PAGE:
My wife's brand new bumper cracked from some road debris (image):

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Body shop quoted her something ridiculous like $1100 (a $280 part plus a ton of labor, to replace the whole thing). I know there are adhesive patch kits out there. I'm guessing most body shops won't want to waste their time for such an easy repair like that, that they won't get rich off of. I'm fairly handy, I've laid up custom fiberglass projects in the distant past... should I try some sort of self repair like this? I mean, especially if we were considering replacing the whole thing, there's nothing to lose at this point. Painting seems like the one thing I wouldn't be able to do a great job at, but there's really no paint damage, I feel like if I could patch this from the inside securely, all there would be is a barely visible line where the crack was. But I'm not sure how hard it will be with the location of the crack in a corner like this. Car is a 2016 Subaru Impreza if it matters.

  • 1
    Sorry, not an answer but I just wanted to share an experience I had so you don't make the same mistake I did: if you need to use filler get one that is specially for plastic parts. I didn't know there was a difference and used normal filler. It cracked over time as the bumper flexed and expanded/contracted with temperature. I've had to start again. (Also, have you tried a wreckers?)
    – MeltingDog
    Commented Aug 26, 2016 at 2:34
  • It's may or may not be important to note there is no scale or reference in this picture. i have no experience repairing bumpers but I would imagine a 1" crack is much easier to repair than a 1' crack - being somewhat familair with the 2016 Impreza, it looks like this crack is only a couple inches long. Commented Aug 26, 2016 at 14:32

2 Answers 2


Sounds like you have the right idea, at least for a temporary repair. You'll have to remove the entire bumber assembly to do this right, and you'll need to go slow as to not break the platic clips and geegaws that hold the whole thing together like a jigsaw puzzle.

Because of the special poyurethane type polymers that are used in these bumpers, one challenge is getting anything to bond to these surfaces. Regular fiberglass resin isn't going to hold well for long.

Clean and rough up the inner surface with 160 grit all around the crack. One goo you might try which I've have good luck with is called "Plastic Welder", and it is a two-component adhesive that mixes and sets up quickly.

It will work best if you can temporaily clamp the crack perfectly closed from the outside. I'd start by trying good duct tape.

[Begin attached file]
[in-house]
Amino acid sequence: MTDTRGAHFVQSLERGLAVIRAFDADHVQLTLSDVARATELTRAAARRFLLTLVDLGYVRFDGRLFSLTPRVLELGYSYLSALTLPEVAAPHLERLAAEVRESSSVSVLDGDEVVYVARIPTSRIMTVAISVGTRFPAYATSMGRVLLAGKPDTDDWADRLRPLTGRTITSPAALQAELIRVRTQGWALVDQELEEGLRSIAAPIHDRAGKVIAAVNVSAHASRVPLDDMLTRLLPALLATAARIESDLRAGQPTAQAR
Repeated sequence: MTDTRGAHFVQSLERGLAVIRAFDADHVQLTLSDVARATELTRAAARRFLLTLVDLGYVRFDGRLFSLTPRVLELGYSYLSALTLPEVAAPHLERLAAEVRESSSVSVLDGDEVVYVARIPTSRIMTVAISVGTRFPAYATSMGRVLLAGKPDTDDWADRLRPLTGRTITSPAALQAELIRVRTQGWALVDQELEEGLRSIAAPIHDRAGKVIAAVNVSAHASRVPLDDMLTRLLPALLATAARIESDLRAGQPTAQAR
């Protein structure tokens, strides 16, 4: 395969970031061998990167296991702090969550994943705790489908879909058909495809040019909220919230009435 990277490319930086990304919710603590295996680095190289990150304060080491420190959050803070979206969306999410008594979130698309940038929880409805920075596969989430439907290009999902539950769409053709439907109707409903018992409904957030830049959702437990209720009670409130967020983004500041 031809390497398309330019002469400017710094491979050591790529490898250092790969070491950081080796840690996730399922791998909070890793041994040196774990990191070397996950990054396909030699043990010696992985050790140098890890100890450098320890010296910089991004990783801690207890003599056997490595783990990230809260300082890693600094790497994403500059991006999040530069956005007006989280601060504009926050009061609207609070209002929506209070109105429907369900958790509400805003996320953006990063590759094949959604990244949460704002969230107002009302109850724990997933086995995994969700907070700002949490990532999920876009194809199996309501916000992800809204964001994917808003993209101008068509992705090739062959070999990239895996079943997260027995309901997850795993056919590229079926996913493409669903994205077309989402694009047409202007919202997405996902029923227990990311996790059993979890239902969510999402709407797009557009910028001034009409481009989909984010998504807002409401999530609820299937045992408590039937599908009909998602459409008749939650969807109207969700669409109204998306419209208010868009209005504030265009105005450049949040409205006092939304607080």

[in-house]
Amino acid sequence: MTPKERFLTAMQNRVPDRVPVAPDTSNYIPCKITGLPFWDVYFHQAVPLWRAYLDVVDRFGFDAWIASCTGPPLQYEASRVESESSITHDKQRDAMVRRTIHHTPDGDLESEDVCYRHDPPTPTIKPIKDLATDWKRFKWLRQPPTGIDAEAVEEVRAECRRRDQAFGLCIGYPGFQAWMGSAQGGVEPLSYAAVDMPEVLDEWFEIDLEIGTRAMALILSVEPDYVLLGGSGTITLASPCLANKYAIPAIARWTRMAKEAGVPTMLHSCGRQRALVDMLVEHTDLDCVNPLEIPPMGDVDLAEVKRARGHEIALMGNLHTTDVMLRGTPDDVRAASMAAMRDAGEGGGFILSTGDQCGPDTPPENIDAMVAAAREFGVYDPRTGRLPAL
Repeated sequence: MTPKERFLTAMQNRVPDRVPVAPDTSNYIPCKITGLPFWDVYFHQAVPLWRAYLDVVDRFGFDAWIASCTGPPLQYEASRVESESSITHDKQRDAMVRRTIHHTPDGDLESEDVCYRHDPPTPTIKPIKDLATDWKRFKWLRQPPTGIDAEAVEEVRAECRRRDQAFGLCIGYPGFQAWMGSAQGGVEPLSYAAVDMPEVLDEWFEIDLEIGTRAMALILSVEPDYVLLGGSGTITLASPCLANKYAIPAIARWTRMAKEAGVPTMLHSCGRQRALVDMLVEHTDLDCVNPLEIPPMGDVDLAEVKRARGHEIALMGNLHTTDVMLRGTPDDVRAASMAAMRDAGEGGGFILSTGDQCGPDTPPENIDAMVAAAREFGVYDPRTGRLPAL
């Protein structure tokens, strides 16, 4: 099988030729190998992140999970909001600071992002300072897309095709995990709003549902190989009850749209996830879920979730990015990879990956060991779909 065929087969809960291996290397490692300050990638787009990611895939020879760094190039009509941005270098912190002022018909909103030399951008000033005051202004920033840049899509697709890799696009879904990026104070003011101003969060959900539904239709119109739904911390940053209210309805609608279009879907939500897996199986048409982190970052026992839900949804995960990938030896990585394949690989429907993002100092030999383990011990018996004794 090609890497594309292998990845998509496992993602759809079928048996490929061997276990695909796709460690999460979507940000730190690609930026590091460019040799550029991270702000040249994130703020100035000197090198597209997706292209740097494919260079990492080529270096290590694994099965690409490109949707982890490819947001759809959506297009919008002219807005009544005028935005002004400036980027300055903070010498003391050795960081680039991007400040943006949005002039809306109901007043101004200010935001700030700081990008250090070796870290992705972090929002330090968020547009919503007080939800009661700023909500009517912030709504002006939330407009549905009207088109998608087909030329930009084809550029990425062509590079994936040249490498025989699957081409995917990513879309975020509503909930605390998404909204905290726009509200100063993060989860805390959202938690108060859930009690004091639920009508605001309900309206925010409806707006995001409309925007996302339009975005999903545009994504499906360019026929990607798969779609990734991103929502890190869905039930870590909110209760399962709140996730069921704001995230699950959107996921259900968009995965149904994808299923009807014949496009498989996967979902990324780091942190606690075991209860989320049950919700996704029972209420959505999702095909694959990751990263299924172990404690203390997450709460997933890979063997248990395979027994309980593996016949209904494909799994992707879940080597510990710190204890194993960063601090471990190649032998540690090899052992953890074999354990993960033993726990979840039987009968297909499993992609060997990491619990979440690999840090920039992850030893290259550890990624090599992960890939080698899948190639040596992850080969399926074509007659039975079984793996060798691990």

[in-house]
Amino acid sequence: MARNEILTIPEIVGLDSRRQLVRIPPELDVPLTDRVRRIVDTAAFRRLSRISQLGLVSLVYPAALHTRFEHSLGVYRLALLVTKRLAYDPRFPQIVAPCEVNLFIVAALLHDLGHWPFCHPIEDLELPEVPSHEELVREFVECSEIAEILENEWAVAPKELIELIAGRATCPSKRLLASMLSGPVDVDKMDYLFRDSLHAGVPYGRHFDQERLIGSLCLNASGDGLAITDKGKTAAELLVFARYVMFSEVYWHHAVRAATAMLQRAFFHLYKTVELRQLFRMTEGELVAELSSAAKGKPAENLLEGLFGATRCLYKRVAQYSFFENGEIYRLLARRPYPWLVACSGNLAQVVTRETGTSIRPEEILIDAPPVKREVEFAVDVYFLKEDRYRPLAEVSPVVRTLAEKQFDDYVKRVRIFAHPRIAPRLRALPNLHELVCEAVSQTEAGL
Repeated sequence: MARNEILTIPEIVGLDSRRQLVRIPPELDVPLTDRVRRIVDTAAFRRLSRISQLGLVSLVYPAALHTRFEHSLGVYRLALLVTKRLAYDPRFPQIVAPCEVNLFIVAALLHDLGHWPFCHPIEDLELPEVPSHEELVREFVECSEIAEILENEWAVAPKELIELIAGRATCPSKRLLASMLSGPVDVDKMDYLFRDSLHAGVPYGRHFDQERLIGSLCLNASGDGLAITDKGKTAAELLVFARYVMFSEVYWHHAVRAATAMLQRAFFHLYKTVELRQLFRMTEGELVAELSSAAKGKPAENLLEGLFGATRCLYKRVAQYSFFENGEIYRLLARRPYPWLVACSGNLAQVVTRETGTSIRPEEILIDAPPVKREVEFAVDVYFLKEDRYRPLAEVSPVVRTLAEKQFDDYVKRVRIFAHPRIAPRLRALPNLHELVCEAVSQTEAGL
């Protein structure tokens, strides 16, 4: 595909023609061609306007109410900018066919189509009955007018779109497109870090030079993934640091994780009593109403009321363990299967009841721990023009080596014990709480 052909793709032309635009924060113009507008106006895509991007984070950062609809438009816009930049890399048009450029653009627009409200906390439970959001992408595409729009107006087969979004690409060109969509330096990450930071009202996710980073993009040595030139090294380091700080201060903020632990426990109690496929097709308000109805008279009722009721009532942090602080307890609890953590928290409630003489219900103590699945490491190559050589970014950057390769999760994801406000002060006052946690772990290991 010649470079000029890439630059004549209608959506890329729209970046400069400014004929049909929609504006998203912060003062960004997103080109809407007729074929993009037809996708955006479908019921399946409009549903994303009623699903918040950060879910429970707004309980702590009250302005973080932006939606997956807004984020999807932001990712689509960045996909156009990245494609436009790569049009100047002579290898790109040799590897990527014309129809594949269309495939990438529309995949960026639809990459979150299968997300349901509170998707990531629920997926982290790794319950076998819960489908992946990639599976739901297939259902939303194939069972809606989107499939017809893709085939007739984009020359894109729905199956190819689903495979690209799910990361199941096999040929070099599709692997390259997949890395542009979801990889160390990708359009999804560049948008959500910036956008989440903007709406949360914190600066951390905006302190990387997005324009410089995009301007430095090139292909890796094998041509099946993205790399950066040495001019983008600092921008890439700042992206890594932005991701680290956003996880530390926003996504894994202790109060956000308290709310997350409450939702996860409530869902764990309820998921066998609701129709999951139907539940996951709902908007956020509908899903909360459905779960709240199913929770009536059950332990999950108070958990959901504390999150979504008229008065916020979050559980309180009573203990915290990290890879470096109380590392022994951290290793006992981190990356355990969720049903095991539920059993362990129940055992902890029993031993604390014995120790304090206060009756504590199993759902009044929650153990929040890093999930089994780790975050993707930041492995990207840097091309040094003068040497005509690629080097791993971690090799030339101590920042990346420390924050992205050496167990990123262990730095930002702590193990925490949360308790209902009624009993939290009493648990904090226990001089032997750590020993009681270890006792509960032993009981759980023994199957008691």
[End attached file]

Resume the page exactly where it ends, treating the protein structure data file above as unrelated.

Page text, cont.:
Any fiberglass mat will do; I would apply a "buttering" layer of whatever adhesive you decide, and no sense being spare. Press in your reinforcement mat, you can probably use a standard fiberglass roller for this.

Google for "bumper repair adhesive" and you can probably find some appropriate goo that is specifically designed for this application. I prefer two-component types, I think these work better, and have the plus of catalyzing quickly when you need it, rather than waiting forever for a long cure.

Here's a 3M product with a good reputation

  • Great answer, I would use zip ties before using fibreglass. You can trim the ties on the visible side. I actually used this method when I needed a replacement bumper that was very rare/expensive. I bought two accident damage ones (one was damaged on the left, other damaged on the right), cut them in half and zip tied and fibreglassed them together. Of course lots of filler and sanding afterward to a perfect finish.
    – DizzyFool
    Commented Aug 26, 2016 at 12:49
  • You could also use a "hot stapler" for improving the stability of the repair. Melt in the staples from the non-visible side
    – Martin
    Commented Aug 26, 2016 at 13:01

There are companies that specialize in doing this sort of repair. Many are mobile and can repair it in your driveway. A Google search of "plastic bumper repair" of the Bay area showed a listing for a company called "Dent Crew". They specialize in paintless dent and plastic bumper repair. This is not an endorsement for this particular company but an example to let you know the technology is out there. Most of the time the repair typically involves welding the defect with a plastic filler. Repainting is required for cosmetic purposes.

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